Dear Mr. Van Welie,

As you are undoubtedly aware, the momentum of the grassroots opposition to the Tennessee Gas Northeast Energy Direct pipeline proposal is building. Homeowner and conservation land trust coalitions comprised of commonwealth of Massachusetts electricity ratepayers have come together to educate themselves about the weaknesses in the case for "need," the intent to export, and the lack of firm capacity commitments by the electricity generators and local distribution companies.

Created and authorized by the Federal Energy Regulatory Commission, ISO New England operates under the New England Inc. Transmission, Markets, and Services Tariff. In other words, you work for us, the electricity ratepayer. As a ratepayer, I am writing to tell you that your unabashed advocacy for this plan whose purpose, by your very own words, is "to use public money to OVERBUILD gas pipeline infrastructure," is both irresponsible and egregious.

Conservation Law Foundation has suggested that, in 2013-14, you attempted to manipulate market pricing signals by excluding LNG from participating during peak-shaving times, concerned that reduced opportunity costs during a time of high gas demand would lower gas prices and send an undesirable signal about the scarcity of natural gas. The desired result was achieved ... price spikes in natural gas and electricity during brief periods of high demand in December 2013.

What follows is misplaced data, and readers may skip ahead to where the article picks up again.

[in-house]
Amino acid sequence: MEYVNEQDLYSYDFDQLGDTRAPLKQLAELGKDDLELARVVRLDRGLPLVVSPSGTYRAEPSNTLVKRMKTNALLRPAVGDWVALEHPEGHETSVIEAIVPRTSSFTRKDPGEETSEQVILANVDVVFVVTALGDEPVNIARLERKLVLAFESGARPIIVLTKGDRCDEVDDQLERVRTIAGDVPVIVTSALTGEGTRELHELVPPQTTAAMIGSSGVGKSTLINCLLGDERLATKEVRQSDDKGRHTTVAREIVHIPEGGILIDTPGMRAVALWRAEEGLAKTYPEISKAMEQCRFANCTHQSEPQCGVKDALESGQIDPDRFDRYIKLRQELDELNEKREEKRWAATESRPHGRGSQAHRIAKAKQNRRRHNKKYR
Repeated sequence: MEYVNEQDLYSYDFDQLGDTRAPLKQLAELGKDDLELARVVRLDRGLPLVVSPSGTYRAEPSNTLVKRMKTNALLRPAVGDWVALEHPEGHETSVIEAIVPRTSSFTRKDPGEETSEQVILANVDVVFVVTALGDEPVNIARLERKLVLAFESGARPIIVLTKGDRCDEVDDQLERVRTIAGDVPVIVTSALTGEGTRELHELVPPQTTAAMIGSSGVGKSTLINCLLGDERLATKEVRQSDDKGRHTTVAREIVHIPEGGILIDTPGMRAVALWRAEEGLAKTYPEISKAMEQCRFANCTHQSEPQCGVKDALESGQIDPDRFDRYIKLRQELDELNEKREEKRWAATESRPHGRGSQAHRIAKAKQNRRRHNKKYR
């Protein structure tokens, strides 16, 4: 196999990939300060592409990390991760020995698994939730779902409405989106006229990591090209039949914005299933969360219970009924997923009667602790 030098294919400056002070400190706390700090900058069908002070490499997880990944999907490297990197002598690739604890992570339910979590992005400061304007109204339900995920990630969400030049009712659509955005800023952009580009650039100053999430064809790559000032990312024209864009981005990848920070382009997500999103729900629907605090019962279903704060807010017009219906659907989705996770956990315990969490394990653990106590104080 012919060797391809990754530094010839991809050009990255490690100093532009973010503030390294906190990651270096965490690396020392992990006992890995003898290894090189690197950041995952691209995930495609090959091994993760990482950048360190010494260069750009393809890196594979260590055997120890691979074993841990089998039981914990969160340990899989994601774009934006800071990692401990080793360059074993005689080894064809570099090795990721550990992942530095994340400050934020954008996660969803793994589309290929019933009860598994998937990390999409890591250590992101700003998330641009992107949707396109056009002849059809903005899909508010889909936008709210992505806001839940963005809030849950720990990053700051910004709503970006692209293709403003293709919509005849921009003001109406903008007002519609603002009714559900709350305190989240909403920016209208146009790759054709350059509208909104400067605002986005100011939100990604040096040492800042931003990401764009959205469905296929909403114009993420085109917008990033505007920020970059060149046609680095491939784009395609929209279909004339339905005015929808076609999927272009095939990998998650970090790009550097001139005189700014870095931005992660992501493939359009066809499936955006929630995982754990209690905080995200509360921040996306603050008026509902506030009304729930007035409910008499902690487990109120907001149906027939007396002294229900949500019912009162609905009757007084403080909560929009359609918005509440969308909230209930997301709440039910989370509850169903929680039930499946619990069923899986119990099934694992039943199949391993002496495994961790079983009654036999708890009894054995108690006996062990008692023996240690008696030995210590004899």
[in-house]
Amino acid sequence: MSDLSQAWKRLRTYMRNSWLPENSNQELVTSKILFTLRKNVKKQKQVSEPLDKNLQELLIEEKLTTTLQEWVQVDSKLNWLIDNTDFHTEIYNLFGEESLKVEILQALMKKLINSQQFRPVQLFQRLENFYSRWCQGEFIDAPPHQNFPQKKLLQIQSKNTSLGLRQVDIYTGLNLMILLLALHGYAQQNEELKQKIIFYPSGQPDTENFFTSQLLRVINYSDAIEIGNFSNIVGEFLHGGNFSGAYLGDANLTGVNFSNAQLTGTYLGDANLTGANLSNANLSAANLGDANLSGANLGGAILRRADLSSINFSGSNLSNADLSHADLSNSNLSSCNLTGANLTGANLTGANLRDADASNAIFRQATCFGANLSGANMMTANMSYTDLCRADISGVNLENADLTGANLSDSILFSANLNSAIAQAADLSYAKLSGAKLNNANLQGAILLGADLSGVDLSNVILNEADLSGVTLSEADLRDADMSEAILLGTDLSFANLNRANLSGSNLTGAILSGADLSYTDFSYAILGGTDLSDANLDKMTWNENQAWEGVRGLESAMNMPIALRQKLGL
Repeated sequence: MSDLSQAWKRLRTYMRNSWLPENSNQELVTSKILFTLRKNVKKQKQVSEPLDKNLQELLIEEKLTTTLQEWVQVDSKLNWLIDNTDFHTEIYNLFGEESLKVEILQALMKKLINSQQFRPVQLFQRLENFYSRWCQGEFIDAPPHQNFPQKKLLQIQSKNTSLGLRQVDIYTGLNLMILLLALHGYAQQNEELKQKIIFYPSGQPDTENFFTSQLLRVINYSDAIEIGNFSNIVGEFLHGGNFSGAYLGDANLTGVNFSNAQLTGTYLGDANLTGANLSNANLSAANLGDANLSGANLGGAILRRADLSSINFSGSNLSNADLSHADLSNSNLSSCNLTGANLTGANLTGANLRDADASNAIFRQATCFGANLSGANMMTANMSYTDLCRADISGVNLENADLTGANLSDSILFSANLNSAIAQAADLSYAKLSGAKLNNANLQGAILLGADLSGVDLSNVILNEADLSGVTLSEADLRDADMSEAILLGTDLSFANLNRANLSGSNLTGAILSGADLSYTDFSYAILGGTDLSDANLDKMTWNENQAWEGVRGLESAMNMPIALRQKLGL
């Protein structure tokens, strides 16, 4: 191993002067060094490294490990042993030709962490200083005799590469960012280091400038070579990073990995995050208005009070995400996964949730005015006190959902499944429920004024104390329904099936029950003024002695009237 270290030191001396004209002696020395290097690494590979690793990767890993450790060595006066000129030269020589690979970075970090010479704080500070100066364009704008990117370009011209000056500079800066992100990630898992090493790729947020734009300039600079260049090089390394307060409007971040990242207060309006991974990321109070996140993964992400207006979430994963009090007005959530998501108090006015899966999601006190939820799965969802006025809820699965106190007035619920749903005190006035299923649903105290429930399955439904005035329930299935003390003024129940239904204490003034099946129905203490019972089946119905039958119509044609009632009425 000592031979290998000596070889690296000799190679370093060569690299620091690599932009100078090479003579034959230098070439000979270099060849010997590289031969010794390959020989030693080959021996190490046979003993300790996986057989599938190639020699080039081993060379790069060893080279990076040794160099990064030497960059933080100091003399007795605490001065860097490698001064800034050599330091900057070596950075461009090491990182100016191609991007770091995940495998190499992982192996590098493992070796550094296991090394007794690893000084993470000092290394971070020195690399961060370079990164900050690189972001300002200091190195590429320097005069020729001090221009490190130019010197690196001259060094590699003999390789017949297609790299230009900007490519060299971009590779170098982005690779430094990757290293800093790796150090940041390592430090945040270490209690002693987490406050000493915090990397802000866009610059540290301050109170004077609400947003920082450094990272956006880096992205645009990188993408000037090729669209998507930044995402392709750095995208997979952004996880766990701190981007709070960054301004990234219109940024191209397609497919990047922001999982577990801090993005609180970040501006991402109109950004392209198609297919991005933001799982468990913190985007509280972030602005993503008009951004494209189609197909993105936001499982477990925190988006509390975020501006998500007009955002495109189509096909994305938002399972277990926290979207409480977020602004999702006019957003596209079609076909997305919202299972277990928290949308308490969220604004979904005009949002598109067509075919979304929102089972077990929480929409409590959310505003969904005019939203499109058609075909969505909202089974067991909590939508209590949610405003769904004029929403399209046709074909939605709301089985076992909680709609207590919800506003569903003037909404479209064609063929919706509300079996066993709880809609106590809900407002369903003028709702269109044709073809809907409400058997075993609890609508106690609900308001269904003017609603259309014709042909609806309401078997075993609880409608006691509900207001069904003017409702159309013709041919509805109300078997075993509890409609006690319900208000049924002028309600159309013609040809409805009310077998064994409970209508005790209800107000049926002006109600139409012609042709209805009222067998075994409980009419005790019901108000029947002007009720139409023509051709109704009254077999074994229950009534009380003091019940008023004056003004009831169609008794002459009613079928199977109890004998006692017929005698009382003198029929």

You appear to expend all available resources to advocate for a preferred solution, one that makes your job easier to manage because others are too complicated or too messy. The solution you seek, however, the one that makes your job easy, threatens our neighborhoods, our water supply, our homes, and our families' health and safety.

I think you can do better. Consider the case of Germany. A country with twice the geographical area, and yet two thirds the GDP per capita of New England, Germany has proven to be a world leader in the development of renewable energy, 37,000 MW of solar photovoltaic energy alone as of July 2014. At the same time, Massachusetts trumpets its goal of just 1,600 MW of solar electricity by the year 2020. If New England's electricity supply is at such grave risk, how can you stand by and allow administrative impediments such as the net metering cap preclude a more aggressive integration of distributed solar into the grid? With tactical opportunities such as the accelerated incorporation of renewables, and strategic proposals such as the improved synchronization of gas and electricity markets, it seems to us, the ratepayers, that you have not exhausted all other possibilities to solve this problem. You owe it to us, who pay your salary through the tariff applied to our utility bill, and from whom you will ultimately seek an eminent domain taking to build this pipeline, to do better.

I conclude, Mr. Van Welie, by challenging you, and all ISO NE board members, to do your job, as difficult as it may be. Embrace a plan of action that balances demand with environmental impact, health, and human safety, whether you are statutorily required to do so or not. Please treat this challenge as if your own neighborhood, your own home, and your own child's health and safety depends directly on the outcome. Because ours does, and we would do the same for you if the roles were reversed.

Dr. Vincent E. Premus